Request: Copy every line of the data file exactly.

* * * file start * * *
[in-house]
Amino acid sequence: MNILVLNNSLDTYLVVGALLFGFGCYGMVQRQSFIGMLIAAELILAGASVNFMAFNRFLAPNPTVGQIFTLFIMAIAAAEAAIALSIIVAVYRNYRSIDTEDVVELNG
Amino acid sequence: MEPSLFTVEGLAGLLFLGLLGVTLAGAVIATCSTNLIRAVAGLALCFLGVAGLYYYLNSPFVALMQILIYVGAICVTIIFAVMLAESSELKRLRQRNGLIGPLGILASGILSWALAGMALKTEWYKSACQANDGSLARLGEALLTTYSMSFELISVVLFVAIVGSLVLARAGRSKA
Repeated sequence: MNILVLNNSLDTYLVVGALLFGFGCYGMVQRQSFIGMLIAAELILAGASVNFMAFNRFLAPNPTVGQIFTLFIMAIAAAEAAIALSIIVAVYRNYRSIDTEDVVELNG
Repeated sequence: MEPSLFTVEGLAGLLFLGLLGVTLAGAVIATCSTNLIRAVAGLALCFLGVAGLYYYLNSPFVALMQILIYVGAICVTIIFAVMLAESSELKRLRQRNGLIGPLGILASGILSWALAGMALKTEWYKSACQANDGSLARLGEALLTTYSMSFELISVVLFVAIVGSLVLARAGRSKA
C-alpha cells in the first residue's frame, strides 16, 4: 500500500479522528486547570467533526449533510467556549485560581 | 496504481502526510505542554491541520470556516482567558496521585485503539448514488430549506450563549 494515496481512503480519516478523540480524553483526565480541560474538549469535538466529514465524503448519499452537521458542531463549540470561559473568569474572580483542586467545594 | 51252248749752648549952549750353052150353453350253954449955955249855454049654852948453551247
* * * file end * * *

[in-house]
Amino acid sequence: MNILVLNNSLDTYLVVGALLFGFGCYGMVQRQSFIGMLIAAELILAGASVNFMAFNRFLAPNPTVGQIFTLFIMAIAAAEAAIALSIIVAVYRNYRSIDTEDVVELNG
Amino acid sequence: MEPSLFTVEGLAGLLFLGLLGVTLAGAVIATCSTNLIRAVAGLALCFLGVAGLYYYLNSPFVALMQILIYVGAICVTIIFAVMLAESSELKRLRQRNGLIGPLGILASGILSWALAGMALKTEWYKSACQANDGSLARLGEALLTTYSMSFELISVVLFVAIVGSLVLARAGRSKA
Repeated sequence: MNILVLNNSLDTYLVVGALLFGFGCYGMVQRQSFIGMLIAAELILAGASVNFMAFNRFLAPNPTVGQIFTLFIMAIAAAEAAIALSIIVAVYRNYRSIDTEDVVELNG
Repeated sequence: MEPSLFTVEGLAGLLFLGLLGVTLAGAVIATCSTNLIRAVAGLALCFLGVAGLYYYLNSPFVALMQILIYVGAICVTIIFAVMLAESSELKRLRQRNGLIGPLGILASGILSWALAGMALKTEWYKSACQANDGSLARLGEALLTTYSMSFELISVVLFVAIVGSLVLARAGRSKA
C-alpha cells in the first residue's frame, strides 16, 4: 500500500479522528486547570467533526449533510467556549485560581 | 496504481502526510505542554491541520470556516482567558496521585485503539448514488430549506450563549 494515496481512503480519516478523540480524553483526565480541560474538549469535538466529514465524503448519499452537521458542531463549540470561559473568569474572580483542586467545594 | 51252248749752648549952549750353052150353453350253954449955955249855454049654852948453551247